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    How should you go about filling a vacancy?

    How should you go about filling a vacancy?

    After four, shall we say, eventful years under Donald Trump, Joe Biden assumed the title of President of the United States on January 20.

    New jobs don’t get much more challenging than that, but there is actually one large similarity between the challenges facing Joe Biden and us mere mortals when we take on a new role.

    If you’re filling a position previously held by someone else, you have to decide whether you’re going to stay on the same course delivering similar outcomes, or really shake things up with an all-new approach.

    George HW Bush chose the former path when he took office in 1989. As Vice-President under outgoing Commander-in-Chief Ronald Reagan, his election was essentially an endorsement for the status quo.

    That meant his single term was not known for radical change or hyperpartisanship. The United States therefore continued on essentially the same course it had taken for the previous eight years.

    Joe Biden has taken a fundamentally different approach. On just his first day, he cancelled construction of Trump’s border wall with Mexico and ordered sweeping changes to immigration policy.

    These actions sent a clear message to his constituents: I am going to be very different to my predecessor.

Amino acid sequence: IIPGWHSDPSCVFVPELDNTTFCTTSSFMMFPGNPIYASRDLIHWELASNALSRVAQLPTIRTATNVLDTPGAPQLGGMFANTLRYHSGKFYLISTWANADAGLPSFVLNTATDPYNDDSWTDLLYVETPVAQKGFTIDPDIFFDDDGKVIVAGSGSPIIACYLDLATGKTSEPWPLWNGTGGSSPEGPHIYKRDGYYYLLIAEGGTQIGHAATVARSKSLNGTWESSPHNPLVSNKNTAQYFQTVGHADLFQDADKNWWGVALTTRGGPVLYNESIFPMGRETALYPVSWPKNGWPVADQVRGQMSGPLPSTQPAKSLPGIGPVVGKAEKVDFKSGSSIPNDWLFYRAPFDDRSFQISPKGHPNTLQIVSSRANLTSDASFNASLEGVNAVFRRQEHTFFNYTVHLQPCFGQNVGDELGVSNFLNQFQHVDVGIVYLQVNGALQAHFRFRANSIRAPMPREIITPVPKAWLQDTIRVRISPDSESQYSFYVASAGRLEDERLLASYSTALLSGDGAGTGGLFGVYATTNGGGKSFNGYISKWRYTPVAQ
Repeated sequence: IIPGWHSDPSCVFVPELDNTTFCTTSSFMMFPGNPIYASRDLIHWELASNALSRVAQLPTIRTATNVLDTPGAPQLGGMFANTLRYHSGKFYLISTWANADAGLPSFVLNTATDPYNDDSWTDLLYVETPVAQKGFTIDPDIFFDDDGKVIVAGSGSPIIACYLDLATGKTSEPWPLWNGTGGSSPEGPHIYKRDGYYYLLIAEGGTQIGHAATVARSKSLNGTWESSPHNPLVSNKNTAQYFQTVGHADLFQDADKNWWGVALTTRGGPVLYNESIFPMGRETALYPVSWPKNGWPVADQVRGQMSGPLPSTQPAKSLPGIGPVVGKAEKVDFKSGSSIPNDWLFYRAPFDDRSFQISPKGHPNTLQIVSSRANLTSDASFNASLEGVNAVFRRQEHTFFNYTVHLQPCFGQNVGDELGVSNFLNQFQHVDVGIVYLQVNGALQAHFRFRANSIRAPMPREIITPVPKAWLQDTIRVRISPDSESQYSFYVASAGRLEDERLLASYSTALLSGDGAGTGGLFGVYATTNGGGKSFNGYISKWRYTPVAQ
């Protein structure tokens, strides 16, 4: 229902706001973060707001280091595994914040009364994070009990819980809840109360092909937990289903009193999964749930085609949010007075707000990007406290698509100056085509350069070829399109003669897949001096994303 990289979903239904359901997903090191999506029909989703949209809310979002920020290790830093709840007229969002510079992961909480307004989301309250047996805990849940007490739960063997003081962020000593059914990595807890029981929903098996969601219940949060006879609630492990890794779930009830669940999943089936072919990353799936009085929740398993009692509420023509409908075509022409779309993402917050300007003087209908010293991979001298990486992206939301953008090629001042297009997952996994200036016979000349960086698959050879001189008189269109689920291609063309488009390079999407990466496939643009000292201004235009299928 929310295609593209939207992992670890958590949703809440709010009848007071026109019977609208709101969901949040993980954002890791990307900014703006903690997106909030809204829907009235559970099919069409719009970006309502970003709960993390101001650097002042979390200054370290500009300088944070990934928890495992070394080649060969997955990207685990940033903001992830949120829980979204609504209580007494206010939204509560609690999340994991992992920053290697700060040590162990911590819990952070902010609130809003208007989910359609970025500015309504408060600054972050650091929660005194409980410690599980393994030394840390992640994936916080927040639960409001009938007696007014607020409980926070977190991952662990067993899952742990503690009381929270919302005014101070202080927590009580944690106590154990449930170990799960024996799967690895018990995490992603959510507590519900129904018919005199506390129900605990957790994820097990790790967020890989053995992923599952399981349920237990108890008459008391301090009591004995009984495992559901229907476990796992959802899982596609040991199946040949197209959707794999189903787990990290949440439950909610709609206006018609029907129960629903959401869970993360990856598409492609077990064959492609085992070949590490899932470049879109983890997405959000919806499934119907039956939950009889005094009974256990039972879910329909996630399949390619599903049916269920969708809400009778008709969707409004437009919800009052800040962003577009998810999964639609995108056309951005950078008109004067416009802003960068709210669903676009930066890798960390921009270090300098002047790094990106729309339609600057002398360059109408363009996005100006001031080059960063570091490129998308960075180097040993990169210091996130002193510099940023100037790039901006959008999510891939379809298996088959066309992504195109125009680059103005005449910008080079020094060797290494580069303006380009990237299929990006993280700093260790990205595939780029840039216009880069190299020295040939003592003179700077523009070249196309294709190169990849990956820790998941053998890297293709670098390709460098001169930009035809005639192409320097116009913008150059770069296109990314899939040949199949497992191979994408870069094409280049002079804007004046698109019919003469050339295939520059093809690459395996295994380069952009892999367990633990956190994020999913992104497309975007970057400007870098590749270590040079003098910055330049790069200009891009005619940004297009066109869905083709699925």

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    Bush Sr and Biden are similar characters: softly-spoken elder statesmen who became president after decades of service to their country.

    What sets them apart is how they’ve taken charge in the wake of their predecessor’s departure. That’s a decision all successful applicants have to make when they fill a vacant position.

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    There isn’t a right or wrong approach, because it will depend on the nature of the position as well as your own character.

    If you work for a company that is ticking along without fuss, it’s less likely that your boss will be looking for radical change. Taking the Bush “hands-off” approach of maintaining the status quo may well be a wise decision.

    Showing that you’re dependable, resourceful and willing to fit into the company culture is a perfectly sensible choice when it comes to starting off on the right foot.

    However, you may also want to prove that you won’t just succeed your predecessor – you’ll outperform them.

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    That means you’ll be bouncing off the walls with new ideas, making regular suggestions to change things and setting plans for your employer to head in a new direction.

    If these plans work out, that’s fantastic, but be warned – this approach is risky.

    If you’re up to the challenge of starting afresh, go ahead, but know that there’s a reasonable chance your new strategy won’t pay off.

    Whatever you decide to do when filling a vacancy, know that how you go about your business is crucial to forming your professional identity. Sure, you won’t be President of the United States, but it’s good to leave a legacy regardless.